Nebraska state budget (2011-2012)

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The state of Nebraska passed a biennial budget for FY 2011-2012 on May 11, 2011. The budget spent approximately $7 billion over the biennium and closed a budget gap that had been projected to be nearly $1 billion.[1]

The passed budget did not raise taxes, but it did cut state agency budgets. It also rewrote the school funding formula, which saved $410 million over the biennium and left nearly $300 million in the state's cash reserves.[1] A General Fund Appropriations Summary prepared by the state for the 2011‐2013 Biennium can be found here.

Governor Dave Heineman said he opposed dipping into the state's $325 million cash reserve fund to cover the budget gap.[2] The governor supported a bill that would eliminate state aid to local governments, saving $44 million a year.[3]

Lawmakers said they planned to close the budget gap without tax increases.[4] Options on the table included transferring $270 million from the state's cash reserve fund and holding total state spending growth to about 1.5 percent to two percent for the next two years.[4] The November spending estimates showed a growth increase of 7.6 percent, down from the 10.4 percent growth of prior estimates.[4] The growth in spending decreased due to lower school aid calculations and a new contract with the largest state employees union that called for a pay freeze the following year and two percent raises in 2012-2013.[4]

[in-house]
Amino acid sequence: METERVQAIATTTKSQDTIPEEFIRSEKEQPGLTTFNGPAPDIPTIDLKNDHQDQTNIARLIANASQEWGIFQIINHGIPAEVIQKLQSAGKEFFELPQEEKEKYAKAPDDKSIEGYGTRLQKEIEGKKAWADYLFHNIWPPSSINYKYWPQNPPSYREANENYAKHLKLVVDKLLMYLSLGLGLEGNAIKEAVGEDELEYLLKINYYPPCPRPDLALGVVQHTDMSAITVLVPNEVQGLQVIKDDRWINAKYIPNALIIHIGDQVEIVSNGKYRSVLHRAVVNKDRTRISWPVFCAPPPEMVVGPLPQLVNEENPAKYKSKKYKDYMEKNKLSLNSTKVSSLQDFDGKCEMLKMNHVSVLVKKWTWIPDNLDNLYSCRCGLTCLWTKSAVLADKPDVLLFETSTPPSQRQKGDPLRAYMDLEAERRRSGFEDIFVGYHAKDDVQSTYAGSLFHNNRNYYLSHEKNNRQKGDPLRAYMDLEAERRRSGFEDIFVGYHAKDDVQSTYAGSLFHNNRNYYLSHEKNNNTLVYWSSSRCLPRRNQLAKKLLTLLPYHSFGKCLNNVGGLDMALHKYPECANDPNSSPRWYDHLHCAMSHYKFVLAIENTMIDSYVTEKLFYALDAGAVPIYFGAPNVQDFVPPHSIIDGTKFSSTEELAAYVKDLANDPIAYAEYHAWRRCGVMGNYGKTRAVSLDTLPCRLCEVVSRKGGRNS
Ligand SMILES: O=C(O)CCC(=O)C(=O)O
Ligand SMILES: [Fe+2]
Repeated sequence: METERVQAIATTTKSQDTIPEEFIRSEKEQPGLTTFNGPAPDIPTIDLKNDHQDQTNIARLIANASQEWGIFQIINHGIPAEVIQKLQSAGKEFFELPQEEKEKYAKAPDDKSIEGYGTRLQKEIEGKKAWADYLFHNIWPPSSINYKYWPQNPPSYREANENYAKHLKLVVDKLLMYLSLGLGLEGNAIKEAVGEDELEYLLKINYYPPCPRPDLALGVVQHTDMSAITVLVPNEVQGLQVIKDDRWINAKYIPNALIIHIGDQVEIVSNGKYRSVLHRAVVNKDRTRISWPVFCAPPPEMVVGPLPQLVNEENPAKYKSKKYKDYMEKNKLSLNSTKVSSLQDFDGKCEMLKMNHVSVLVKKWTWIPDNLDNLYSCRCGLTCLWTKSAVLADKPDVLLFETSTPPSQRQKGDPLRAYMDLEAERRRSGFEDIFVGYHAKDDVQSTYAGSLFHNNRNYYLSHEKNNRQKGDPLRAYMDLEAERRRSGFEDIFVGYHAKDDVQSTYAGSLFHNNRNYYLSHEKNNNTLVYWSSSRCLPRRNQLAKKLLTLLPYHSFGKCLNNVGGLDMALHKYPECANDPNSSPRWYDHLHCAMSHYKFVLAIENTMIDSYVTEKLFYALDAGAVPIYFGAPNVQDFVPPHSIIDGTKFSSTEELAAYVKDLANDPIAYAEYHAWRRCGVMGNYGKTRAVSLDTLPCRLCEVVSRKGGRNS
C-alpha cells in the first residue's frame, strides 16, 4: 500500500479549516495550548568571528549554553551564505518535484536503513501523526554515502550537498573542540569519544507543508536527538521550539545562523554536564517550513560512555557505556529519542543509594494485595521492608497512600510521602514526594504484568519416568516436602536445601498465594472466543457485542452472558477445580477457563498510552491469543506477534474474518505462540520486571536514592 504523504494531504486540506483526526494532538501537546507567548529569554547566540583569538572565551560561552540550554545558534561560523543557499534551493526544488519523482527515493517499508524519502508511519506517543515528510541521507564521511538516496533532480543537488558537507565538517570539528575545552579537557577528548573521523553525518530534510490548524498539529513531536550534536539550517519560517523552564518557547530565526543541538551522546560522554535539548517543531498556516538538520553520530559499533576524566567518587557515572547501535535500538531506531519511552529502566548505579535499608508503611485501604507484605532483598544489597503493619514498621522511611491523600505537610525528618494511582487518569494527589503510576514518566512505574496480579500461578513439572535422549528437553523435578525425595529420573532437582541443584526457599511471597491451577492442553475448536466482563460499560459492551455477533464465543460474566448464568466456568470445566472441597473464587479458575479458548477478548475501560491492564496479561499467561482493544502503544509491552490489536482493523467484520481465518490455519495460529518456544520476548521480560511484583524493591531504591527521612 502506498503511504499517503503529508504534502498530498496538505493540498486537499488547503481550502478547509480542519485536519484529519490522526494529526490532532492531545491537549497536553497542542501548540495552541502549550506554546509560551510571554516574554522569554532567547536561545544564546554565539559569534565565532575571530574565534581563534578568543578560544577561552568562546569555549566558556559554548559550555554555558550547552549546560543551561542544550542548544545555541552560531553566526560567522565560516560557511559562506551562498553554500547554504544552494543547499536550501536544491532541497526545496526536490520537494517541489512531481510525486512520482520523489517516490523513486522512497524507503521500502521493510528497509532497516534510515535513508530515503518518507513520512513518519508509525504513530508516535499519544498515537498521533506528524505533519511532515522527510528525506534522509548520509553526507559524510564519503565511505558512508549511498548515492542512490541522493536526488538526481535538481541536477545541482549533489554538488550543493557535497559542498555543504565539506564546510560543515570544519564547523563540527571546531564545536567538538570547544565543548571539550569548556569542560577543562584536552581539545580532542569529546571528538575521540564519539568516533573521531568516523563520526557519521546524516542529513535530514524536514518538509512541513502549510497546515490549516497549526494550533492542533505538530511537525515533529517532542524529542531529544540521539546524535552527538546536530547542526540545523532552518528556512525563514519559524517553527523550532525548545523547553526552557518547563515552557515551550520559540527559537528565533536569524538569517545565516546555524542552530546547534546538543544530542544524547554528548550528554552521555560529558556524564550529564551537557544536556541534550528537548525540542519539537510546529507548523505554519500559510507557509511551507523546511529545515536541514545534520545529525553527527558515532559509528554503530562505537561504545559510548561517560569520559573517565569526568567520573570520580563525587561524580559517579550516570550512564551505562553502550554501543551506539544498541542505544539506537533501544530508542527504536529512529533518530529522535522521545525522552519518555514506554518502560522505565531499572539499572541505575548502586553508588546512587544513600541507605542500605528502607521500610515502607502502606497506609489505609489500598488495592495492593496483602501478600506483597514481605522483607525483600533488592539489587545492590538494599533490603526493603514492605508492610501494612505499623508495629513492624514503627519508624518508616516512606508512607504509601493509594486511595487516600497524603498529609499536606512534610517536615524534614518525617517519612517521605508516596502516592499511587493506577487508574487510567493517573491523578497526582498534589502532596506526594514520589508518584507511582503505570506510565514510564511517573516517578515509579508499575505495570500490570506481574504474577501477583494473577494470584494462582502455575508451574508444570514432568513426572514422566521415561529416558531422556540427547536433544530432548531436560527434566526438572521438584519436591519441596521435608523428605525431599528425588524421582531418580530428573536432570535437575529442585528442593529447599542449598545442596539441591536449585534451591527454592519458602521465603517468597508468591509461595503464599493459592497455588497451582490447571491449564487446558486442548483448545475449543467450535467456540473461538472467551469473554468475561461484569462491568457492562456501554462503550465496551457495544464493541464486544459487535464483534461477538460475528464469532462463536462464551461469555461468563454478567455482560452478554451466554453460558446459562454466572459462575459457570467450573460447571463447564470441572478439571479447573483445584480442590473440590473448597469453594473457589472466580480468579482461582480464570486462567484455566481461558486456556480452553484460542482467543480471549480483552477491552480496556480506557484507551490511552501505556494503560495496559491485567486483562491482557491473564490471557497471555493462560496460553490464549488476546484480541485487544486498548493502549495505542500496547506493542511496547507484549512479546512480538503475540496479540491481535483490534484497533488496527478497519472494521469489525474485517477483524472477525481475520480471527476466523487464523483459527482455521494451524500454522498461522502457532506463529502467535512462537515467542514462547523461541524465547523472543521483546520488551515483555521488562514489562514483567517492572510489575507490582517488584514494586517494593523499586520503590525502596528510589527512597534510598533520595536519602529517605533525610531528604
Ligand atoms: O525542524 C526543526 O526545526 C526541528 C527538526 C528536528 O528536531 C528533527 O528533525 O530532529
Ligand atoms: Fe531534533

Federal funds accounted for approximately one-third of the state budget. The state expected about $2.6 billion in 2011.[5]

Collective Bargaining and Public Employee Unions

Senator John Nelson introduced LB664, which would have abolished the Commission on Industrial Relations and prohibited the state from engaging in collective bargaining, saving the state about $500,000 over two years.[6]

Budget Cuts

Nebraska lawmakers were told that the fat had been cut and the next step was for legislative committees to identify possible cuts totaling 10 percent of state general-fund appropriations for all agencies under their purview.[7] Nebraska Education Commissioner Roger Breed told the Legislature's Education Committee that cutting 10 percent would mean eliminating programs.[7] The Health and Human Services Committee had to identify possible cuts of $235 million that could be made over the next two-year budget cycle.[8] The Department of Health and Human Services oversees welfare and Medicaid, accounting for 35 percent of the state's general-fund budget, where as it used less than 31 percent of the state budget a decade ago.[8]

References